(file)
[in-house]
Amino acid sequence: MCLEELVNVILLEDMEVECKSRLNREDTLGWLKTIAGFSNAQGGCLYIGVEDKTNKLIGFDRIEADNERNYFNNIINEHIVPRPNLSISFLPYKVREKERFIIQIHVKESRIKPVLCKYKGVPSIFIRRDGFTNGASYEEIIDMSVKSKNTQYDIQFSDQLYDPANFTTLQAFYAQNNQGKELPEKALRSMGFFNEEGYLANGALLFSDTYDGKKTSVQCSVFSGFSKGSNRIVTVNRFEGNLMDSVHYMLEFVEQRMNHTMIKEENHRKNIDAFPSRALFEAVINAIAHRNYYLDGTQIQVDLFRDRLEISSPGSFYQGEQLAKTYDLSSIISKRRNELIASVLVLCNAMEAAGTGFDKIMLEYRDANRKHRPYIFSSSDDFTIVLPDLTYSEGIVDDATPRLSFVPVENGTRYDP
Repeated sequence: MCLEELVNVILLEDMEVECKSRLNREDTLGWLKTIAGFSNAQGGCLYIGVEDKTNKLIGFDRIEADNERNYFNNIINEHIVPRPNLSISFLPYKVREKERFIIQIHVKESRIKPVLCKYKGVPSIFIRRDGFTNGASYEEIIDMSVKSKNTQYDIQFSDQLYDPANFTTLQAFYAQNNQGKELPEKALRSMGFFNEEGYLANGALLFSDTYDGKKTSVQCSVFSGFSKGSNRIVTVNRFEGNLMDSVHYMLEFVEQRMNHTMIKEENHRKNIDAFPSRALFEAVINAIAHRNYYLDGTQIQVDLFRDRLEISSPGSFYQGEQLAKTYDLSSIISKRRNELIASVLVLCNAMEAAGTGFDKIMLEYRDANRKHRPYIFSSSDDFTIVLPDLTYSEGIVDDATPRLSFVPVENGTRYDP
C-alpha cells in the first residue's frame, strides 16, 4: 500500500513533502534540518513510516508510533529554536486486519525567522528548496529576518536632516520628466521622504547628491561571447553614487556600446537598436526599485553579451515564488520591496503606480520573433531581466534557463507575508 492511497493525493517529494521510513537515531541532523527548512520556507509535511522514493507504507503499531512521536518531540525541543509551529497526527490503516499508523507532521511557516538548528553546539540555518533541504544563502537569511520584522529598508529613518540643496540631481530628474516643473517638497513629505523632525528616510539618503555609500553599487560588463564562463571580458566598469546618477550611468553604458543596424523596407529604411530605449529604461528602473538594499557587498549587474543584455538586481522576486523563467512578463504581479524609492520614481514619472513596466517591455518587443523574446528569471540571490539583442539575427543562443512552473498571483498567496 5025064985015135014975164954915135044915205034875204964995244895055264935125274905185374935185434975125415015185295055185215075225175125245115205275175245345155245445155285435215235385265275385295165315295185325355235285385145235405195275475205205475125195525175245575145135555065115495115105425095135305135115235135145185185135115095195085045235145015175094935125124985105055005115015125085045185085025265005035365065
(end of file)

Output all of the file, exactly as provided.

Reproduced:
[in-house]
Amino acid sequence: MCLEELVNVILLEDMEVECKSRLNREDTLGWLKTIAGFSNAQGGCLYIGVEDKTNKLIGFDRIEADNERNYFNNIINEHIVPRPNLSISFLPYKVREKERFIIQIHVKESRIKPVLCKYKGVPSIFIRRDGFTNGASYEEIIDMSVKSKNTQYDIQFSDQLYDPANFTTLQAFYAQNNQGKELPEKALRSMGFFNEEGYLANGALLFSDTYDGKKTSVQCSVFSGFSKGSNRIVTVNRFEGNLMDSVHYMLEFVEQRMNHTMIKEENHRKNIDAFPSRALFEAVINAIAHRNYYLDGTQIQVDLFRDRLEISSPGSFYQGEQLAKTYDLSSIISKRRNELIASVLVLCNAMEAAGTGFDKIMLEYRDANRKHRPYIFSSSDDFTIVLPDLTYSEGIVDDATPRLSFVPVENGTRYDP
Repeated sequence: MCLEELVNVILLEDMEVECKSRLNREDTLGWLKTIAGFSNAQGGCLYIGVEDKTNKLIGFDRIEADNERNYFNNIINEHIVPRPNLSISFLPYKVREKERFIIQIHVKESRIKPVLCKYKGVPSIFIRRDGFTNGASYEEIIDMSVKSKNTQYDIQFSDQLYDPANFTTLQAFYAQNNQGKELPEKALRSMGFFNEEGYLANGALLFSDTYDGKKTSVQCSVFSGFSKGSNRIVTVNRFEGNLMDSVHYMLEFVEQRMNHTMIKEENHRKNIDAFPSRALFEAVINAIAHRNYYLDGTQIQVDLFRDRLEISSPGSFYQGEQLAKTYDLSSIISKRRNELIASVLVLCNAMEAAGTGFDKIMLEYRDANRKHRPYIFSSSDDFTIVLPDLTYSEGIVDDATPRLSFVPVENGTRYDP
C-alpha cells in the first residue's frame, strides 16, 4: 500500500513533502534540518513510516508510533529554536486486519525567522528548496529576518536632516520628466521622504547628491561571447553614487556600446537598436526599485553579451515564488520591496503606480520573433531581466534557463507575508 492511497493525493517529494521510513537515531541532523527548512520556507509535511522514493507504507503499531512521536518531540525541543509551529497526527490503516499508523507532521511557516538548528553546539540555518533541504544563502537569511520584522529598508529613518540643496540631481530628474516643473517638497513629505523632525528616510539618503555609500553599487560588463564562463571580458566598469546618477550611468553604458543596424523596407529604411530605449529604461528602473538594499557587498549587474543584455538586481522576486523563467512578463504581479524609492520614481514619472513596466517591455518587443523574446528569471540571490539583442539575427543562443512552473498571483498567496 5025064985015135014975164954915135044915205034875204964995244895055264935125274905185374935185434975125415015185295055185215075225175125245115205275175245345155245445155285435215235385265275385295165315295185325355235285385145235405195275475205205475125195525175245575145135555065115495115105425095135305135115235135145185185135115095195085045235145015175094935125124985105055005115015125085045185085025265005035365065